WILMINGTON – The city of Wilmington appears to be moving closer to its vision for South Island along the Kankakee River. The Wilmington City Council voted Feb. 7 to finalize the acquisition of land on the island, which is connected to downtown Wilmington through Route 66.
By working with Openlands, an accredited land trust, Wilmington was able to access grant funding from the Illinois Department of Natural Resources to buy lots at the entry area to South Island Park off Route 66. Openlands bought the lots in 2012 for $505,000. The city will reimburse Openlands $280,000.
Now, everything will come full circle as Wilmington reimburses Openlands and the city takes the title of the property, City Administrator Frank Koehler said. It’s a project the city has been working on for years.
“It’s part of an effort to begin some improvements to South Island,” Koehler said, adding that nothing specific is planned yet as the most recent site plan for the island was completed in 2013.
Old houses that were on the acquired land were taken down by the city. Koehler said the city is working with the Chicago Metropolitan Agency for Planning on a downtown study to look at the area and how the downtown can interact with the nearby island more cohesively.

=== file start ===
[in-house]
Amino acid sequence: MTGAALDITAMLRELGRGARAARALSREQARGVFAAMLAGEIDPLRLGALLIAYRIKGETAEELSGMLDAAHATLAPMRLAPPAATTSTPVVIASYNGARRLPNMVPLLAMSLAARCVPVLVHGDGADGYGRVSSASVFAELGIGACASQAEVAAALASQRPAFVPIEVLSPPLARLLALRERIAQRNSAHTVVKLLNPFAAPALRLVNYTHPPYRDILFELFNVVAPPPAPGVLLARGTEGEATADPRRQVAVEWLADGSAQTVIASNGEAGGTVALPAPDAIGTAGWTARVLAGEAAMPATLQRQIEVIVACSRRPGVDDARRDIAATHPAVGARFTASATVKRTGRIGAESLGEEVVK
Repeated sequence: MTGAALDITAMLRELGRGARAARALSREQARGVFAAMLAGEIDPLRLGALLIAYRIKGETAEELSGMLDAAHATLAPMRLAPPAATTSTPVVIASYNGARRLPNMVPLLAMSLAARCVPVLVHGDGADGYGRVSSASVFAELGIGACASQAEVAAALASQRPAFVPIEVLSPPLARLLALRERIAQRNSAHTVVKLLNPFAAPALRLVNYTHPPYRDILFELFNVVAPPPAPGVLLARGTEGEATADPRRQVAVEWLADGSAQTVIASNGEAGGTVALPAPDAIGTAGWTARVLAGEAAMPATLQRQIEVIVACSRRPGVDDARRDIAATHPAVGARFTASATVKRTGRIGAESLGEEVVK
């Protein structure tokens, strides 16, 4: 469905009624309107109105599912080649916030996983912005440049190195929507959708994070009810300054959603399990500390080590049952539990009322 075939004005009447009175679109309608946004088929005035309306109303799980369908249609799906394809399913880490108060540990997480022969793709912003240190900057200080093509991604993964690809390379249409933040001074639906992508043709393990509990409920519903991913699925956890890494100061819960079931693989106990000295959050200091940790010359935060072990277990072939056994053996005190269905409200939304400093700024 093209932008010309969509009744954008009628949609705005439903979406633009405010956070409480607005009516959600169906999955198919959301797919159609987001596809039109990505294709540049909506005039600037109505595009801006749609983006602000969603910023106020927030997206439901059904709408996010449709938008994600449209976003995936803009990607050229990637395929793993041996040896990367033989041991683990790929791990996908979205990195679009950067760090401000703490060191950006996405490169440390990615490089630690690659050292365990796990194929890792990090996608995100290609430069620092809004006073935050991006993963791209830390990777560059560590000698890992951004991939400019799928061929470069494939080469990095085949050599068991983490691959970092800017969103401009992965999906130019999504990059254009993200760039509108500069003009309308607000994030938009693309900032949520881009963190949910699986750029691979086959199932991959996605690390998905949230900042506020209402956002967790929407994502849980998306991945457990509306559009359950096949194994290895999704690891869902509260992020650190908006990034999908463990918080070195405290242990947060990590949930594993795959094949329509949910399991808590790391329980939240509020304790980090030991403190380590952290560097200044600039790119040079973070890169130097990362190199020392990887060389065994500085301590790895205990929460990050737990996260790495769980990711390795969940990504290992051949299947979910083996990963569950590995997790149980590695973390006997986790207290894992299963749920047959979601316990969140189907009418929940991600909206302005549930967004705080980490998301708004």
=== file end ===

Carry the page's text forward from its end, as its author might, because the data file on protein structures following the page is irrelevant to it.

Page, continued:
“The effort to build onto and utilize a natural attraction like the Kankakee River, which was designated as a National Water Trail last year, will draw tourists, support local businesses and leverage Wilmington’s uniqueness in the region,” Mayor Marty Orr said in a news release.
According to Openlands, owning the land now gives Wilmington flexibility and control in shaping the future of the site, and plans include developing a marquis gateway.
“Openlands is pleased to partner with Wilmington on this opportunity to advance open space and economic development goals,” Openlands Vice President of Conservation Emy Brawley said. “The city’s plan to increase open space and public use options on the island is good planning at its best.”
Founded in 1963, Openlands is one of the nation’s oldest and most successful metropolitan conservation organizations, having helped secure, protect and provide public access to more than 55,000 acres of land for parks, forest preserves, wildlife refuges, land and water greenway corridors, and urban gardens.